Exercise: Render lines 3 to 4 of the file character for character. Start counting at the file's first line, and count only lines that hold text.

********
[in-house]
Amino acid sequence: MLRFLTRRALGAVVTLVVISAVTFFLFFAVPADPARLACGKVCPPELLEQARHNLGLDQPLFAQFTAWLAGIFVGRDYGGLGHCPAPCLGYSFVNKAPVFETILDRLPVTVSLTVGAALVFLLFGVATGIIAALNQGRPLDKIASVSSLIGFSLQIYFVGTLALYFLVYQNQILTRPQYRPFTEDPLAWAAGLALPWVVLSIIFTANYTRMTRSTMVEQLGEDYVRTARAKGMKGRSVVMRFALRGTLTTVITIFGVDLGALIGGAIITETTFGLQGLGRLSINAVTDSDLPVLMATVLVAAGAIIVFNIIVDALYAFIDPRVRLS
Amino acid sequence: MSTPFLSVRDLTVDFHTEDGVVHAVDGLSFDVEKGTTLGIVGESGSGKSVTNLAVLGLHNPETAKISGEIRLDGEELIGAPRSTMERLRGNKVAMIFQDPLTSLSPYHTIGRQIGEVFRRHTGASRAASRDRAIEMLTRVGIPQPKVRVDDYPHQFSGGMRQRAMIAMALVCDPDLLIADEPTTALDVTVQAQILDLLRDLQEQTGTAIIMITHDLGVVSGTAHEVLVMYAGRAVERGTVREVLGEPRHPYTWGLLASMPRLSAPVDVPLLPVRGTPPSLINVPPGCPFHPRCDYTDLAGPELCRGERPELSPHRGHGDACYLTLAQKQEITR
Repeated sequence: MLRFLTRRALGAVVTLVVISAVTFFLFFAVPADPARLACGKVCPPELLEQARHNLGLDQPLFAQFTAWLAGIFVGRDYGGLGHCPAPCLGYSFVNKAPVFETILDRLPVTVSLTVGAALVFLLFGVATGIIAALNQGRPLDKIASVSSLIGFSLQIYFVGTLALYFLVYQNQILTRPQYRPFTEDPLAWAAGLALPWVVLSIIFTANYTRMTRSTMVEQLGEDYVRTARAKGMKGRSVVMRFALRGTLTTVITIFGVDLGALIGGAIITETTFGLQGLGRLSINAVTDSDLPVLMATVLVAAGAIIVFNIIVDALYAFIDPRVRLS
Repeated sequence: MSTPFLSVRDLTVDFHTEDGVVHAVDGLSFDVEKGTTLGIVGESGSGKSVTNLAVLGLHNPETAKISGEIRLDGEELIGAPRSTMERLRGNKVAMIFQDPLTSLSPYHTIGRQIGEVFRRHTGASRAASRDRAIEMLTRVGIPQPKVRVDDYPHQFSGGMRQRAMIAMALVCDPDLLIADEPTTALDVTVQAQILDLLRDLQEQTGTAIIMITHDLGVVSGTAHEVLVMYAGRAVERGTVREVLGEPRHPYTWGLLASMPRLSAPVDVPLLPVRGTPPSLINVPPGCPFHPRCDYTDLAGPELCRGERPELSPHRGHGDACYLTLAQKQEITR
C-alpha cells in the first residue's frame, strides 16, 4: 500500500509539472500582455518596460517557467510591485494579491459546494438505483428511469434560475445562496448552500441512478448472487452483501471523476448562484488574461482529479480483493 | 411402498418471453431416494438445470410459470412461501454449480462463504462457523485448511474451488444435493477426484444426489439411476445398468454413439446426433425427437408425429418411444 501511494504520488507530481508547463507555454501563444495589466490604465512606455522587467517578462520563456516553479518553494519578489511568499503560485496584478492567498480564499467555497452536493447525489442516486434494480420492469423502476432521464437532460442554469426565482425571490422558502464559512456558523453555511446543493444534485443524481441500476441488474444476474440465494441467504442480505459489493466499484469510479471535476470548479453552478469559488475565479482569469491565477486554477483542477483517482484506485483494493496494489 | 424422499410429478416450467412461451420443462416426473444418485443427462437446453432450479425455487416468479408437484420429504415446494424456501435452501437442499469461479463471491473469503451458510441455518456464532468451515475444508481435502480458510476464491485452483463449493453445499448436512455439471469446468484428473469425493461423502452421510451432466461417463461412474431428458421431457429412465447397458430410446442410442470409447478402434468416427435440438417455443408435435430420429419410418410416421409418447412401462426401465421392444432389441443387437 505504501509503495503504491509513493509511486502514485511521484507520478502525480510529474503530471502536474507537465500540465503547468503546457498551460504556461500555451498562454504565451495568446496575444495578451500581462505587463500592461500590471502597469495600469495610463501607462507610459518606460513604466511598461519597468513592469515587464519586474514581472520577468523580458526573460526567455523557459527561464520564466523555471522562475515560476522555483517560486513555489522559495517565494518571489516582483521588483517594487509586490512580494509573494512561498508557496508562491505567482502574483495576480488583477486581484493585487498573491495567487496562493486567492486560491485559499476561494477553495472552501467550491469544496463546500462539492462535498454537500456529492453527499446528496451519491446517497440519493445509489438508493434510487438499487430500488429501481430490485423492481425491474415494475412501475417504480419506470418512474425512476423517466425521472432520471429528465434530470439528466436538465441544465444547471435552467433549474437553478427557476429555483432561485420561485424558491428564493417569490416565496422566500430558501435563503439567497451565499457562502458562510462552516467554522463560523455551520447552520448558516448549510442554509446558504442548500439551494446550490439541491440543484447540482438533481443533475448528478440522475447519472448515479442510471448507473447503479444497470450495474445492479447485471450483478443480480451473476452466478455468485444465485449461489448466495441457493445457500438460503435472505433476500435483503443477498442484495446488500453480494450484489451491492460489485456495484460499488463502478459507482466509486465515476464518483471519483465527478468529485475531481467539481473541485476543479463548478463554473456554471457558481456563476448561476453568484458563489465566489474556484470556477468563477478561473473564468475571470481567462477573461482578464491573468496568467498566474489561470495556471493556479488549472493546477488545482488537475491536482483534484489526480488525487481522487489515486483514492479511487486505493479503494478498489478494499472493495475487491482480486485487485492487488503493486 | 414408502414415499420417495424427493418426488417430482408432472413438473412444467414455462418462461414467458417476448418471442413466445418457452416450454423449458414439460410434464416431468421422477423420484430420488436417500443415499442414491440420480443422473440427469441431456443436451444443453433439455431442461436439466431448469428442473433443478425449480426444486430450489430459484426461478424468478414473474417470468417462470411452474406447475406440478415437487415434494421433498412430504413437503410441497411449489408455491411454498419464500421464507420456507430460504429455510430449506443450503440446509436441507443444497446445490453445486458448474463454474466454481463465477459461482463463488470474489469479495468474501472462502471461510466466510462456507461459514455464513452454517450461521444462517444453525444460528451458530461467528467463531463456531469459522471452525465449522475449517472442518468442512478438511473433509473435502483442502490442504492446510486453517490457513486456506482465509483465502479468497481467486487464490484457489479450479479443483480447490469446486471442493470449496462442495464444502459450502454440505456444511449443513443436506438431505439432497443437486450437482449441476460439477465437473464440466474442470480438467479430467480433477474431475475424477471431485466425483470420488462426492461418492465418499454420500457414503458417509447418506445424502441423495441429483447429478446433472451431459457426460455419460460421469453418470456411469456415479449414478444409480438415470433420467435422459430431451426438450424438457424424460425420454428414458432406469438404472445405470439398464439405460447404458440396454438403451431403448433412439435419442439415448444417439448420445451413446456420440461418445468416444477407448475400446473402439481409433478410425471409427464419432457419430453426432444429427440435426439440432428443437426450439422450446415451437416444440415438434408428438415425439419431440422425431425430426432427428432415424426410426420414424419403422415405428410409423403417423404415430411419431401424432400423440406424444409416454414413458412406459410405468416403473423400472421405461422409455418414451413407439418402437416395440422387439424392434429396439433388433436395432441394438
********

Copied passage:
Amino acid sequence: MSTPFLSVRDLTVDFHTEDGVVHAVDGLSFDVEKGTTLGIVGESGSGKSVTNLAVLGLHNPETAKISGEIRLDGEELIGAPRSTMERLRGNKVAMIFQDPLTSLSPYHTIGRQIGEVFRRHTGASRAASRDRAIEMLTRVGIPQPKVRVDDYPHQFSGGMRQRAMIAMALVCDPDLLIADEPTTALDVTVQAQILDLLRDLQEQTGTAIIMITHDLGVVSGTAHEVLVMYAGRAVERGTVREVLGEPRHPYTWGLLASMPRLSAPVDVPLLPVRGTPPSLINVPPGCPFHPRCDYTDLAGPELCRGERPELSPHRGHGDACYLTLAQKQEITR
Repeated sequence: MLRFLTRRALGAVVTLVVISAVTFFLFFAVPADPARLACGKVCPPELLEQARHNLGLDQPLFAQFTAWLAGIFVGRDYGGLGHCPAPCLGYSFVNKAPVFETILDRLPVTVSLTVGAALVFLLFGVATGIIAALNQGRPLDKIASVSSLIGFSLQIYFVGTLALYFLVYQNQILTRPQYRPFTEDPLAWAAGLALPWVVLSIIFTANYTRMTRSTMVEQLGEDYVRTARAKGMKGRSVVMRFALRGTLTTVITIFGVDLGALIGGAIITETTFGLQGLGRLSINAVTDSDLPVLMATVLVAAGAIIVFNIIVDALYAFIDPRVRLS